Naomi Sargant

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Naomi Ellen Sargant, Lady McIntosh (10 December 1933 – 23 July 2006) was a British academic specialising in adult education and a television executive.

Early life[edit]

The daughter of Thomas Sargant, first secretary of JUSTICE, and Czech-born philologist Marie Hlouskova, Sargant was educated at Friends School Saffron Walden, later graduating from Bedford College, University of London with a degree in sociology.[1]

After an early career in market research and consumer interests (she was an associate of Michael Young on the National Consumer Council[2]) Sargant became a college lecturer in 1967 and joined the new Open University in 1970, for whom (as Pro-Vice-Chancellor (Student Affairs) from 1974-78[3]) she presented the Open Forum programme on radio and television.[1]

Later life and career[edit]

Sargant became professor of applied social research in 1978, remaining in the post until leaving the OU in 1981 to join Channel 4 as a senior commissioning editor for educational programming[4] on a channel mandated to dedicate 15% of its output to education.[5]

She left Channel 4 in 1989 and became an executive member of the National Institute for Adult Continuing Education. NIACE published Lifelong Learning: A Brave and Proper Vision Selected writings of Naomi Sargant in 2009[6] and organises an annual memorial lecture in her honour. NIACE director Alan Tuckett described Sargant at the time of her death as "among the most distinguished adult educators of the post-war era".[2]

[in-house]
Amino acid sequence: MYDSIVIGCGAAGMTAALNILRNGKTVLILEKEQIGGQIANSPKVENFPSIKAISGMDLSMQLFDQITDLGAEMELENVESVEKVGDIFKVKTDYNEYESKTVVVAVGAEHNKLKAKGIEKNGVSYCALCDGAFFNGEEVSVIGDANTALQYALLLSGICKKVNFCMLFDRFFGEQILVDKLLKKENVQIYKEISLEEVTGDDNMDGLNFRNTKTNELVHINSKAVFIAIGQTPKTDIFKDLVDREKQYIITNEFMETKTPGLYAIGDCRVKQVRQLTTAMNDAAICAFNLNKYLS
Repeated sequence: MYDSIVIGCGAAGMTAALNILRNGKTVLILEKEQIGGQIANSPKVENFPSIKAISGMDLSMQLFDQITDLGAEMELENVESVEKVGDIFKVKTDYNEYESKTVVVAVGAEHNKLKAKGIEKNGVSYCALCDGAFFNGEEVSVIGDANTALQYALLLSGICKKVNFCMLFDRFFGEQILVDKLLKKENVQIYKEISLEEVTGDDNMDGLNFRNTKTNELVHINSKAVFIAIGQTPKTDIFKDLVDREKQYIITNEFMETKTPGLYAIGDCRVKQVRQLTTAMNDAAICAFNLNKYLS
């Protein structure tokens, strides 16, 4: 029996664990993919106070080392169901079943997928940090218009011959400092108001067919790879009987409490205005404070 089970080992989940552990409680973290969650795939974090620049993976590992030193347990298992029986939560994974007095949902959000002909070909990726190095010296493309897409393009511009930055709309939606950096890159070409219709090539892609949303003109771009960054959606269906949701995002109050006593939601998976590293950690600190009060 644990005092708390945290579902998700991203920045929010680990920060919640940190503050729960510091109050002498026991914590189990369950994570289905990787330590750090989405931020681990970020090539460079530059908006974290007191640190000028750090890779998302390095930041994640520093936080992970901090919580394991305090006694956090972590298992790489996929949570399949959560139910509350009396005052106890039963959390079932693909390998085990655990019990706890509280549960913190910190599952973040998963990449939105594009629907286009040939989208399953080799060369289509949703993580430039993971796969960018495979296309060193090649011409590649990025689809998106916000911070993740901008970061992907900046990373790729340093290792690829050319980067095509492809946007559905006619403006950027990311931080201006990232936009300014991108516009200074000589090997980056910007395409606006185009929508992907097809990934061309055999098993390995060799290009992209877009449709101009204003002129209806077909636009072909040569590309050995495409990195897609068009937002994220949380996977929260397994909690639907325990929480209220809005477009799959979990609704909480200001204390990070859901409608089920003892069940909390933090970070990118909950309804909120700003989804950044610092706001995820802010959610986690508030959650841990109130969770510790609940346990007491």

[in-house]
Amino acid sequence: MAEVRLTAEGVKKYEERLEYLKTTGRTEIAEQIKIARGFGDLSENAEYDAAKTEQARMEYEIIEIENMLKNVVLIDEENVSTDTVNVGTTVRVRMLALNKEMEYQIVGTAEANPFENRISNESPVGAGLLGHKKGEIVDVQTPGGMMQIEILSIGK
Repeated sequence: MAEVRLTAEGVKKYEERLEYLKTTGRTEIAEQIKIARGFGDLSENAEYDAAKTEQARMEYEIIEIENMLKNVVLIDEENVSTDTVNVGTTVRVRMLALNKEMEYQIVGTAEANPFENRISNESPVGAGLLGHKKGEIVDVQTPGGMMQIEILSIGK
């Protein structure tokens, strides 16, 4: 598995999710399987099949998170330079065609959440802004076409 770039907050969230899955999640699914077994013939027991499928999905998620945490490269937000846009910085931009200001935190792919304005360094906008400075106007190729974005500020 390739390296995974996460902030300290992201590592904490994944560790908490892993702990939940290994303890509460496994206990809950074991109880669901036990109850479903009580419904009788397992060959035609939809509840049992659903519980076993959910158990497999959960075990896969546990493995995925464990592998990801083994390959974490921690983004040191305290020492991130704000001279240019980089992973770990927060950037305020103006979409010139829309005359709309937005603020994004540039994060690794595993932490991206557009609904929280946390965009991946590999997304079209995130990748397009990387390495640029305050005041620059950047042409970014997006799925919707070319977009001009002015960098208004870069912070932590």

Sargant died from cancer, aged 72. She had been married twice, first to Peter Kelly (in 1954), and secondly to Andrew McIntosh (1962-2006; her death).[4] She had three sons: David Andrew Kelly (from her first marriage) and Francis Robert Mcintosh and Philip Henry Sargant McIntosh (from her second marriage).


  1. ^ a b Obituary: Naomi Sargant, The Times, 11 August 2006
  2. ^ a b Alan Tuckett "Brilliant advocate for cause of adults", Times Education Supplement, 28 July 2006
  3. ^ "Lady McIntosh, Former OU Pro-Vice-Chancellor, dies", OU tribute page, 25 July 2006
  4. ^ a b Jeremy Isaacs Obituary: Naomi Sargant, The Guardian, 28 July 2006
  5. ^ Peter Catterall The Making of Channel 4, London: Routledge, 1999, pg. 135
  6. ^ "Naomi and her vision for lifelong learning", Tribune (website), 13 July 2009